Monday, May 21, 2012

3 Reasons You Should Be Using QR Codes In Your Classroom

What is black, white and scanned all over?  QR Codes and they are here to stay.
QR code

What are QR Codes?

QR stands for Quick Response Code which allows the scanner to receive information quickly. Denso Wave, a Toyota company based in Japan, created QR Codes to track their automotive parts. Since QR Codes are two dimensional, scanning both vertically and horizontally, they can store more information than the traditional one dimensional bar code. As a result of free QR Code Reader software for smartphones, iPads, and computers, QR Codes have become popular for advertisers, businesses and educators.

Why are QR Codes perfect to motivate digital natives?
  • They are novel.  The  mind LOVES to be curious. Why do you think the newest restaurants and movies are always packed? Because curiosity is a natural motivator to force people to take action.  Don't wait until the novelty of QR Codes wears off. Start creating your own codes and watch students beg for more!
  • They are mysterious.   You get to control where each QR Code takes the students so you can make every QR Code link to something different. One QR Code may take a student to a website to extend the content while another QR Code will take the student to a recorded tutorial to scaffold practice.  What better way to peak a student's curiosity than with a novel black and white square?
  • They are engaging. QR Codes are meaningless black and white squares unless students take action to scan them. They can serve as a reminder that engagement is the key factor in comprehension. Create an environment that forces students to engage in their learning by giving them just the QR Code. It is the students job to scan the code to discover directions, expectations, or links to targeted websites.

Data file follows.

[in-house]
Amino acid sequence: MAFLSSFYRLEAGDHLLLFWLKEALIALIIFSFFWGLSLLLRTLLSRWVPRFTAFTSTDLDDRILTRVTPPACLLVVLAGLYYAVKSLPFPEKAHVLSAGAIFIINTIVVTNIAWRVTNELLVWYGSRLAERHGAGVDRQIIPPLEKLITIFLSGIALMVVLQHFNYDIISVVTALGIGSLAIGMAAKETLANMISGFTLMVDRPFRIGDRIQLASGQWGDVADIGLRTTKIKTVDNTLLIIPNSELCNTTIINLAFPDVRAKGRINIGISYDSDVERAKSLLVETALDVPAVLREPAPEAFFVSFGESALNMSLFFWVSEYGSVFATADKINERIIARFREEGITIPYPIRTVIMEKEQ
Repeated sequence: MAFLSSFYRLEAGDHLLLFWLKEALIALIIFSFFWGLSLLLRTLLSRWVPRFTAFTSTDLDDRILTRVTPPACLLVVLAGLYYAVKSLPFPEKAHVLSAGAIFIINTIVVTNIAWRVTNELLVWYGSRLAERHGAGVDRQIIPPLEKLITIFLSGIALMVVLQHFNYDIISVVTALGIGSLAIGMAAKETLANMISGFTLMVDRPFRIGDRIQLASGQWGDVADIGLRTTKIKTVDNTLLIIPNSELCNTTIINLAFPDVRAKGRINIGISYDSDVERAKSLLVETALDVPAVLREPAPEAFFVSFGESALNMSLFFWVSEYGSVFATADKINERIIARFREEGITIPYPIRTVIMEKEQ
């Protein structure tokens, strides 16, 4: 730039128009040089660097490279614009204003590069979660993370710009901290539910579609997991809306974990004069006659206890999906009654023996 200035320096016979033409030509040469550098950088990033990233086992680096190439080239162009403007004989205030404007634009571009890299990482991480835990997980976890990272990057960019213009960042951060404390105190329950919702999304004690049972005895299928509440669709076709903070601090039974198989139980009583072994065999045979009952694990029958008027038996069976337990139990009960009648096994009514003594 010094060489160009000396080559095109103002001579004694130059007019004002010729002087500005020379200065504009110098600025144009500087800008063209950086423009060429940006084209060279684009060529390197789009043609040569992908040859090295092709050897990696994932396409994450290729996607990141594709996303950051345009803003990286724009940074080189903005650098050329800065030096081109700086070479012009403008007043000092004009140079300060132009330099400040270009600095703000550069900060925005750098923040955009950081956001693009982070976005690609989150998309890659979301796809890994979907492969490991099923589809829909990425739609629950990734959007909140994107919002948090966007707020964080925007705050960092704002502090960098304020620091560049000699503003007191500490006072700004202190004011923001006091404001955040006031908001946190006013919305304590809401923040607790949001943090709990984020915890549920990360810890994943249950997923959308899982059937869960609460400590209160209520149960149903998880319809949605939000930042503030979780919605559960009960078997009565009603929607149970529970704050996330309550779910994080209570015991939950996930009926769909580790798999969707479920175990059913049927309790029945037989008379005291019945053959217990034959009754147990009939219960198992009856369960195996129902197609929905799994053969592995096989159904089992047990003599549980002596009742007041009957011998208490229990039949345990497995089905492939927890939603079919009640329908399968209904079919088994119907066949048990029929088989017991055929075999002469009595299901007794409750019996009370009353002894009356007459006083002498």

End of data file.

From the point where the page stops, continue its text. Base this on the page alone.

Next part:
How to use QR Codes in the classroom?

Last week I posted a few ideas to get you started. Click here to read the post.  If you already read the post and want more ideas, click here for a quick Google search result of QR Codes for classroom use.  If you still feel uncomfortable creating and using QR Codes, challenge your students to become QR Code Crazy. 
  1. Put students into teams of three. 
  2. Have them search for a website, video, blog or song that represents the current topics you are studying.
  3. Ask them to create a QR Code that links to that online site using .
  4. Have them save the QR Code and then print it out.
  5. Finally have students create three to four clues that describe where their QR Code is linked.
  6. As each team finishes, they share their clues with the rest of the class. The team that correctly guesses where the QR Code leads, gets to scan the code.
QR Codes are novel, mysterious and engaging. Take action and create your own QR Codes today! Next week's blog will focus on how is the perfect site for educational QR Codes. If you like this post, share it with your colleagues and ask them to join my weekly newsletter. Together we can put the cool, back into school.

Thursday, May 17, 2012

3 Ways to Reduce Repeating Directions

Are you tired of repeating literacy station directions? How about students turning in unfinished homework because they couldn't remember what to do? QR Codes will reduce and maybe even prevent you from ever having to repeat directions again.Don't believe me? Watch this quick video about a class that is QR CRAZY! They sound pretty cool don't they? QR stands for Quick Response Codes. They were designed to allow a smartphone quick access to information without typing in a website or phone number. If you don't have a smartphone (you can use a webcam on your computer, an iPod Touch, or an iPad tablet) keep reading because you will want to get one after you hear how a QR Code will make your students sit up and listen to your directions! Here are three ideas to get you started:
1. Classroom Library:Want to get students excited about reading? Create a QR Code that links students to a book trailer or an author's website. Put the QR Codes on the book or bookshelf next to the books by that author. Students scan the code, view the video and decide if the book sounds interesting. You will never have to give directions for how to choose the right book. Check out Dover Town Library's use of QR Codes: